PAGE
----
From the PR Newswire SALT LAKE CITY, Aug. 19, 2015 /PRNewswire-USNewswire/ -- The Myeloma Crowd Research Initiative (MCRI), an unprecedented collaboration of cancer researchers and patient advocates, today announced the two winners of its first-ever crowdsourcing and patient-led initiative to fund research in high-risk multiple myeloma, a rare malignancy of plasma cells. MCRI has pledged up to $500,000 over two years for both grants combined. "High-risk myeloma should be one of the top priorities for myeloma researchers," said Dr. Rafael Fonseca of the Mayo Clinic Scottsdale and a member of the MCRI panel. "New and radically different treatment approaches are needed." The recipients are a team of researchers at the University of Wurzburg, Germany and the Johns Hopkins Sidney Kimmel Comprehensive Cancer Center in Baltimore, who will study two different ways of modifying immune system cells in the blood and bone marrow to develop personalized immunotherapies for myeloma patients with the worst prognoses. Research by Drs. Hermann Einsele and Michael Hudecek in Wurzburg will genetically engineer receptors on a type of white blood cells, called CAR T-Cells, to attack two specific targets found on myeloma cells and not found on normal cells. The therapy developed would be a one-time treatment and not used with transplant or other combination therapies. "CAR therapy is at the same time cell therapy, gene therapy, and immunotherapy," according to Dr. Michael Sadelain of Memorial Sloan Kettering Cancer Center. "It represents a radical departure from all forms of medicine in existence until now." The second recipient is Dr. Ivan Borrello of Johns Hopkins who is working on enhancing white blood cells to create a patient-specific immunotherapy. Using the patients' own bone marrow, he expands the immune fighting cells a hundredfold in the presence of the tumor cells and then gives them back to the patient after stem cell transplant. When given back to the patient, the "training" helps to T-Cells go after hundreds of tumor-specific signatures and takes advantage of the body's natural immune cell regrowth post-transplant. "Current treatments are generally used to extend survival curves but typically don't access the possible benefits of our own immune system," said 20 year myeloma survivor Jack Aiello, a member of the MCRI selection team. "I'm excited about these two proposals providing myeloma patients with even better treatment options than we have today." "MCRI is a unique collaboration between passionate and highly educated patients, a world class scientific advisory board and the brightest researchers from around the world to find and accelerate innovative treatments for high-risk myeloma patients," said Jenny Ahlstrom, President of the CrowdCare Foundation. "The MCRI initiative is the first focused effort to address the needs of high-risk patients who, today, have especially poor outcomes." Multiple myeloma is a cancer of the plasma cells of the bone marrow that compromises the immune system and causes bone destruction. Approximately 6 per 100,000 persons are diagnosed, representing 1% of annual cancer incidence and 2% of cancer mortality. In the United States, an estimated 26,850 persons will be diagnosed and 11,240 will die of myeloma in 2015. Since 1998 the five-year survival rate has improved from 28% to 47% but the outlook for patients with high-risk myeloma has changed little. About the CrowdCare Foundation and its Myeloma Crowd Research Initiative (MCRI): The CrowdCare Foundation is a patient-driven non-profit organization with programs that focus on education and supporting multiple myeloma patients. The Myeloma Crowd Research Initiative (MCRI) is a crowdsourcing collaboration of patients and medical researchers to select and fund research projects in high-risk myeloma. Myeloma Crowd Radio, an internet-based radio program, has conducted more than 60 interviews with myeloma experts from throughout the world since July 2013, providing patients everywhere in-depth, current and accessible information about the latest therapies and future prospects in myeloma research and treatment. Website: www.myelomacrowd.org; Facebook: www.facebook.com/myelomacrowd; Twitter: @myelomacrowd. SOURCE Myeloma Crowd Research Initiative: CrowdCare Foundation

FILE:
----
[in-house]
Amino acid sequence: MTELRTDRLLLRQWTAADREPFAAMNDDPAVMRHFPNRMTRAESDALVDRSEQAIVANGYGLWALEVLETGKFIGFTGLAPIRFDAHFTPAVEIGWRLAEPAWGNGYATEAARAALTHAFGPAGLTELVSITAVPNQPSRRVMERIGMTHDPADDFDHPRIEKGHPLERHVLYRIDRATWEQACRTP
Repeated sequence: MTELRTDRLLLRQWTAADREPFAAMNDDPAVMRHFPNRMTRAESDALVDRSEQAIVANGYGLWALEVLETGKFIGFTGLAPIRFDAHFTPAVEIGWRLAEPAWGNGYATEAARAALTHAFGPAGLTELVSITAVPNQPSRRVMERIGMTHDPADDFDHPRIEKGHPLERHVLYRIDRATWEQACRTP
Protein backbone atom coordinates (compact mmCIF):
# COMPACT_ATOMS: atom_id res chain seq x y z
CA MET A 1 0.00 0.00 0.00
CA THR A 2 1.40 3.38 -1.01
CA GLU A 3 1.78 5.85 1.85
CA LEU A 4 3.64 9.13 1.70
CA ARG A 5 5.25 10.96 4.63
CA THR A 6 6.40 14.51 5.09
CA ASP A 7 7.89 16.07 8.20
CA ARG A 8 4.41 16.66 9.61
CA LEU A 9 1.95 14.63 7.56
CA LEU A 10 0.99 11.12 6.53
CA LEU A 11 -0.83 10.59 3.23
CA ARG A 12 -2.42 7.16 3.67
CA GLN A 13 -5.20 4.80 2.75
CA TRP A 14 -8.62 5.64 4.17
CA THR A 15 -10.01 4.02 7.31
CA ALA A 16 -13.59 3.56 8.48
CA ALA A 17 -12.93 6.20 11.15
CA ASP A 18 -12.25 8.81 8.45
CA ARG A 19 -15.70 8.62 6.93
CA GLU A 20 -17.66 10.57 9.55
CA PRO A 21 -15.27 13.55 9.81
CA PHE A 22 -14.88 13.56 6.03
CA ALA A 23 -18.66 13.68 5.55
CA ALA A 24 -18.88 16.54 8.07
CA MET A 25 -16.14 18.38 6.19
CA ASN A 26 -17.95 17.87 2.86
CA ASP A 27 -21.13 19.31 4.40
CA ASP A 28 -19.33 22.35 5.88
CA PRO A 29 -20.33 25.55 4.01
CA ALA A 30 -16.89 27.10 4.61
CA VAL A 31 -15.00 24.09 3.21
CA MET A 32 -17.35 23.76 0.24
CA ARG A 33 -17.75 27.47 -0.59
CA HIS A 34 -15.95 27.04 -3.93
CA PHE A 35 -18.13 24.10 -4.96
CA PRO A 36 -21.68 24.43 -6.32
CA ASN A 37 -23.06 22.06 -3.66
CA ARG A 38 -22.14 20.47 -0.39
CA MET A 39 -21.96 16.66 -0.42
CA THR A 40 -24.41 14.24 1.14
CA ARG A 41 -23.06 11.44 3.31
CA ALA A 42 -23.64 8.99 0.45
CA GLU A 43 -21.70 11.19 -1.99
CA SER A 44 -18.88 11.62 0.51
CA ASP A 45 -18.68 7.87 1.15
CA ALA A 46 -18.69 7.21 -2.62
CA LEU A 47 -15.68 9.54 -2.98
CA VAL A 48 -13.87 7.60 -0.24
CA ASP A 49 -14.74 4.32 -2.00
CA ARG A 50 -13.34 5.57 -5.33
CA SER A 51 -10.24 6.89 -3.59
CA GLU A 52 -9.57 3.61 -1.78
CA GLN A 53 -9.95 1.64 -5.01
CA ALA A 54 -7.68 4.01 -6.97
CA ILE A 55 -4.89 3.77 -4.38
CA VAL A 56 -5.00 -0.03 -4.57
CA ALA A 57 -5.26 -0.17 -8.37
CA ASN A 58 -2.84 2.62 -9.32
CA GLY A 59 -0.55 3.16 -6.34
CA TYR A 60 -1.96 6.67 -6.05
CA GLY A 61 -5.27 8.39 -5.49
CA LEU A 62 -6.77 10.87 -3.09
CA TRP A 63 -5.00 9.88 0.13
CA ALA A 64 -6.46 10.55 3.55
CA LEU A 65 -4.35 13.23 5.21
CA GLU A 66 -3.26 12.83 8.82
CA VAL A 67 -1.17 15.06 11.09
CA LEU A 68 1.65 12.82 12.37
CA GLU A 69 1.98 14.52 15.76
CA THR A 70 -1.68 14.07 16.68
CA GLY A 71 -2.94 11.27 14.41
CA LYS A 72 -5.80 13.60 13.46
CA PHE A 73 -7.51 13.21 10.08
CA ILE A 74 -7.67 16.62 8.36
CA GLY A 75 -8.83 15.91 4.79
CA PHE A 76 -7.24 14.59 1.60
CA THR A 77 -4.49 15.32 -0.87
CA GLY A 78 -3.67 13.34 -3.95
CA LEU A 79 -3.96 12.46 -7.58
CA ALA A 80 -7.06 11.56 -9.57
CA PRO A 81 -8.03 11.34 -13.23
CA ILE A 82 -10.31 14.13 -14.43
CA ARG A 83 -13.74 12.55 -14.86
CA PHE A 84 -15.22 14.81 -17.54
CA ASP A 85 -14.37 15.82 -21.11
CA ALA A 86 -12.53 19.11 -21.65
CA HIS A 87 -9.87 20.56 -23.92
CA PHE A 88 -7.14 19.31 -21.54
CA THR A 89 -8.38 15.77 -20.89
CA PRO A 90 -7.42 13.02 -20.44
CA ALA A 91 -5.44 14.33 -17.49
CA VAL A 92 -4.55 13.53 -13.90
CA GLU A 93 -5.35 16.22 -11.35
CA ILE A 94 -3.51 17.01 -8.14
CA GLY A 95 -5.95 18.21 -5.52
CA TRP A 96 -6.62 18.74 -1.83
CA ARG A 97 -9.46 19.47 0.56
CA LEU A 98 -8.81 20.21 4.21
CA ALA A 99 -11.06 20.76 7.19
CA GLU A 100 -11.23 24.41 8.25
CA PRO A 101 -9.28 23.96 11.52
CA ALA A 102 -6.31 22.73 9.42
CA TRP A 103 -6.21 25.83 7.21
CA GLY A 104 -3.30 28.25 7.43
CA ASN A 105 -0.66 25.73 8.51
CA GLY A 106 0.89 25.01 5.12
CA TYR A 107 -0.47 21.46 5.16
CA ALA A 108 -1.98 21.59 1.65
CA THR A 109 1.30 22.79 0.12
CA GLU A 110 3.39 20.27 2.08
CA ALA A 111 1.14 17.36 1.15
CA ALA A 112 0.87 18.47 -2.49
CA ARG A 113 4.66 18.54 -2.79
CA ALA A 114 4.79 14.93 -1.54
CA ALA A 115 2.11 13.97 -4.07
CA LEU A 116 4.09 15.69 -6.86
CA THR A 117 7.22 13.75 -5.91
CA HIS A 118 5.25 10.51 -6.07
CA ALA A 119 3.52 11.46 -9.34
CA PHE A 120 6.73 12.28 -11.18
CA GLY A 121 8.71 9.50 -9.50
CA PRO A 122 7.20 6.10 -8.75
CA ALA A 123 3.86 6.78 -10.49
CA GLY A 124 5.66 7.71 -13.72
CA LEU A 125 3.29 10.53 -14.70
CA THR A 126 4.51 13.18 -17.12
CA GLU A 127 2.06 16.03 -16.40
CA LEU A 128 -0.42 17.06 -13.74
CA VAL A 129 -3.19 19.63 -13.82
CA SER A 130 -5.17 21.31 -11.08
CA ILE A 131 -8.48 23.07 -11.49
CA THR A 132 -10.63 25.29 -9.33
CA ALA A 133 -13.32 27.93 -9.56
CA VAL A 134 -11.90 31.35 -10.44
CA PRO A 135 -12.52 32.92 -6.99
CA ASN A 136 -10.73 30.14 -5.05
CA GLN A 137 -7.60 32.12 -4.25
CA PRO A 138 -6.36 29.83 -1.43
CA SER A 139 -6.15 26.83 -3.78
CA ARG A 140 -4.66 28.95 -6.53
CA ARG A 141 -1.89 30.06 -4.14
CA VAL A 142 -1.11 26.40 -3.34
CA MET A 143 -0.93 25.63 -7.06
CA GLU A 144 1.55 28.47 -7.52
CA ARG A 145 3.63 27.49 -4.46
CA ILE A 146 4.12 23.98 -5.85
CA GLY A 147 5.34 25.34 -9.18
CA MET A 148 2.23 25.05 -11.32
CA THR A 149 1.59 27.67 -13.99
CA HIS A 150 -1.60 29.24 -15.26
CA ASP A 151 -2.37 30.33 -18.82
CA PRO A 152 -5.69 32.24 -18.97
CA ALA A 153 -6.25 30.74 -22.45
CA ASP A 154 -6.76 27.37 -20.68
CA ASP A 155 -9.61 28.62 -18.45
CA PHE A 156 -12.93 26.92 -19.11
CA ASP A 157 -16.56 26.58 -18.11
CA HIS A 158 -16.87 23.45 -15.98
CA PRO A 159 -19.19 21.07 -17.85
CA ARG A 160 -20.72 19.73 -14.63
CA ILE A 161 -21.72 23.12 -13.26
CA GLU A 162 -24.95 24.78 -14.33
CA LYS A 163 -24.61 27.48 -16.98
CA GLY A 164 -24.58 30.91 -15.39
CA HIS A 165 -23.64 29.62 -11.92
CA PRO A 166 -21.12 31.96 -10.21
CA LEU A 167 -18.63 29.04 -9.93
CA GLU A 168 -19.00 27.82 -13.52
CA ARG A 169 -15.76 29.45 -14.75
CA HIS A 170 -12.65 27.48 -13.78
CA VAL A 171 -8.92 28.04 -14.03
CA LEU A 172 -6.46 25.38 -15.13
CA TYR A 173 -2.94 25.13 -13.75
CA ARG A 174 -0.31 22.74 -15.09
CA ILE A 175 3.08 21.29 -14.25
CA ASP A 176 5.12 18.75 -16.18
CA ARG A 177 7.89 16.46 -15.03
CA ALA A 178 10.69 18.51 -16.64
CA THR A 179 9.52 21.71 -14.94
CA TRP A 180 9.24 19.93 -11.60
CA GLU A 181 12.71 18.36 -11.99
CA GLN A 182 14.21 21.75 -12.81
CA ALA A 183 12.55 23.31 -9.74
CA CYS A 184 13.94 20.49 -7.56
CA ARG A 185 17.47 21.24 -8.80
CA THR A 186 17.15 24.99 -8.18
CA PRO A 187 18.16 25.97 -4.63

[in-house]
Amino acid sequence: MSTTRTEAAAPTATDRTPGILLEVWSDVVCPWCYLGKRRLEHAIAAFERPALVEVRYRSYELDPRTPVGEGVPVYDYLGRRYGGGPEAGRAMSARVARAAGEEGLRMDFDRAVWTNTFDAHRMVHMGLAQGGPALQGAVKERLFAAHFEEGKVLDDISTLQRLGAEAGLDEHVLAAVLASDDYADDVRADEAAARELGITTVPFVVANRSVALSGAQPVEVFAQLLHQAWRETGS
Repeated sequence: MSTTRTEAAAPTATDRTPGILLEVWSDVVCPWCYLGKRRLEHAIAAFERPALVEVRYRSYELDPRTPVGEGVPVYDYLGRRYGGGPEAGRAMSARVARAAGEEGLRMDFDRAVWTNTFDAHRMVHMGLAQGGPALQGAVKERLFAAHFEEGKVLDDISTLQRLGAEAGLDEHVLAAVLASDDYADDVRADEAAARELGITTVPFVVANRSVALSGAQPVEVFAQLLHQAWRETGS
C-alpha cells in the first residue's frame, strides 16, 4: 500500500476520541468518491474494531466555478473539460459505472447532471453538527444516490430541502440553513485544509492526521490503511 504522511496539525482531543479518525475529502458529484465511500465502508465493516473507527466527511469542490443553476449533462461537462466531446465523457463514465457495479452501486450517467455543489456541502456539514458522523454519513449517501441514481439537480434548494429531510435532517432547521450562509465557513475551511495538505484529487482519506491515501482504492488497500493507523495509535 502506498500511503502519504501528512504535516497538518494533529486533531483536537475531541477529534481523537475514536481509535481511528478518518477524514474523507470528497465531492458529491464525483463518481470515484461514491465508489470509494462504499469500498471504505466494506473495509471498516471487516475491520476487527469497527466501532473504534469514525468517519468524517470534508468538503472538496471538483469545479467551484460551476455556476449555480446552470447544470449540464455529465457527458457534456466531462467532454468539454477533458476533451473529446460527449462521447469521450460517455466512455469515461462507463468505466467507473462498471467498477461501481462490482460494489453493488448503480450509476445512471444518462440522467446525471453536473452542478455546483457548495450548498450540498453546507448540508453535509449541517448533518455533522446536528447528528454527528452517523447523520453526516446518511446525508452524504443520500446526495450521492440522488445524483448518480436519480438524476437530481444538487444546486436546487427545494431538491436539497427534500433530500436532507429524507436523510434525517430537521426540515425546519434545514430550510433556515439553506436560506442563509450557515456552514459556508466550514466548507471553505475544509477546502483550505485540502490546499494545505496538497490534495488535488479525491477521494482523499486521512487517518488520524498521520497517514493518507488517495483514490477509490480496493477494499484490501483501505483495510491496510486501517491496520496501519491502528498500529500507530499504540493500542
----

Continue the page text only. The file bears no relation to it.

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Lizzy Smith was diagnosed with myeloma in 2012 at age 44. Within days, she left her job, ended her marriage, moved, and entered treatment. "To the extent I'm able, I want to prove that despite life's biggest challenges, it is possible to survive and come out stronger than ever," she says.